The role of affect in the decision to exercise: Does being happy lead to a more active lifestyle?

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Abstract

Objective:

This study investigated the influence of affect on individuals' intentions to engage in physical activities such as exercise. Behavior intentions were examined through the Theory of Planned Behavior (TPB).

Method:

An experimental survey was conducted among 153 undergraduates randomly assigned to three conditions – positive affect, neutral, and negative affect. Key variables from the TPB were assessed across these conditions.

Results:

Analyses showed that participants in the positive affect and the negative affect conditions reported lower intentions to exercise than those in the neutral condition. Participants in the negative affect condition also reported more unfavorable attitudes toward exercise than their positive or neutral counterparts. Other TPB measures remained stable across the three conditions. In particular, perceived behavioral control and attitude were significant predictors of behavior intention in the pooled sample.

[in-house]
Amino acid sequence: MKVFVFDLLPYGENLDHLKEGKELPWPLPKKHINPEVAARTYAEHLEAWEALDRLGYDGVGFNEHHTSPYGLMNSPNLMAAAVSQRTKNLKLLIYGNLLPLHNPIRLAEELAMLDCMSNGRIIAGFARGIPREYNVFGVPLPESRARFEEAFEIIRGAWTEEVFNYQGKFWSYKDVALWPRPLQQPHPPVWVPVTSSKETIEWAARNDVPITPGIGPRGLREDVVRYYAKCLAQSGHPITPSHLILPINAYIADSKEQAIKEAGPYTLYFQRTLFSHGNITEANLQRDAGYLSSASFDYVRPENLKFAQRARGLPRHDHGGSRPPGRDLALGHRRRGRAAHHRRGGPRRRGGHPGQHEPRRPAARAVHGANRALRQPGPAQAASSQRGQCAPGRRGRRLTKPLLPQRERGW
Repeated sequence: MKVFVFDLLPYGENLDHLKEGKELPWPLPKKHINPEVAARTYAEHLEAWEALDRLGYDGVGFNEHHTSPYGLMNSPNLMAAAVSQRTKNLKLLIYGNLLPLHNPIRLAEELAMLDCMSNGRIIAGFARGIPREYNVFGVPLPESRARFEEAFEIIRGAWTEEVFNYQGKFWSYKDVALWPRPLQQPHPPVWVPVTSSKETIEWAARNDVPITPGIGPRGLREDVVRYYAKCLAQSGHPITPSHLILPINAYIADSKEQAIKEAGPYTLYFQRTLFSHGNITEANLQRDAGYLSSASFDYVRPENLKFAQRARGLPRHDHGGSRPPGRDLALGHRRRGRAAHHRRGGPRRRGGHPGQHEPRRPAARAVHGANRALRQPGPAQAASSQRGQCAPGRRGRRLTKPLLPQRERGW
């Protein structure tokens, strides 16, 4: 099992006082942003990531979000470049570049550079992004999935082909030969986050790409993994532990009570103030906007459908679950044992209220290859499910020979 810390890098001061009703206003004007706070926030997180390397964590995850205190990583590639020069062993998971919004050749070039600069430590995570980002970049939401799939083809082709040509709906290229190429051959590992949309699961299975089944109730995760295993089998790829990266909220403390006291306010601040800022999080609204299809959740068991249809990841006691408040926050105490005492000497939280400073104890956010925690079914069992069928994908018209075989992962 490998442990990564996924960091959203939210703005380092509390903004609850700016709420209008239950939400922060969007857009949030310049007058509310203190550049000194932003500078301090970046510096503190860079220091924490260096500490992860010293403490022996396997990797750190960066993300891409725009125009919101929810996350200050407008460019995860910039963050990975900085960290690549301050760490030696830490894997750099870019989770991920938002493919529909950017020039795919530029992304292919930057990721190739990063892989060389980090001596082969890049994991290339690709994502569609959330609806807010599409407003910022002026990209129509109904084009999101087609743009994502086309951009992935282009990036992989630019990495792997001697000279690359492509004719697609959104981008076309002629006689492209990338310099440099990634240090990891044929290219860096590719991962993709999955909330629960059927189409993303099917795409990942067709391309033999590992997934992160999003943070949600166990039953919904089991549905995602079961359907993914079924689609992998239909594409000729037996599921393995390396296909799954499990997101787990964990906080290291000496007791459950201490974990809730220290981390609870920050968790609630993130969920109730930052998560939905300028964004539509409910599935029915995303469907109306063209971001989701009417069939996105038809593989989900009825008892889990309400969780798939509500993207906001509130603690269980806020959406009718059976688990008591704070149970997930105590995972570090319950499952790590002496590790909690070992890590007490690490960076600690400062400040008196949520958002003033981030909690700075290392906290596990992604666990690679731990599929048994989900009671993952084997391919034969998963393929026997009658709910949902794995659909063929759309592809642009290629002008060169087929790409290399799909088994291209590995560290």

Conclusion:

These results underline the important role that affect, especially negative affect, plays in individuals' decision to exercise. Rational models for health behavior change, such as the TPB, should take into account the impact of affect.

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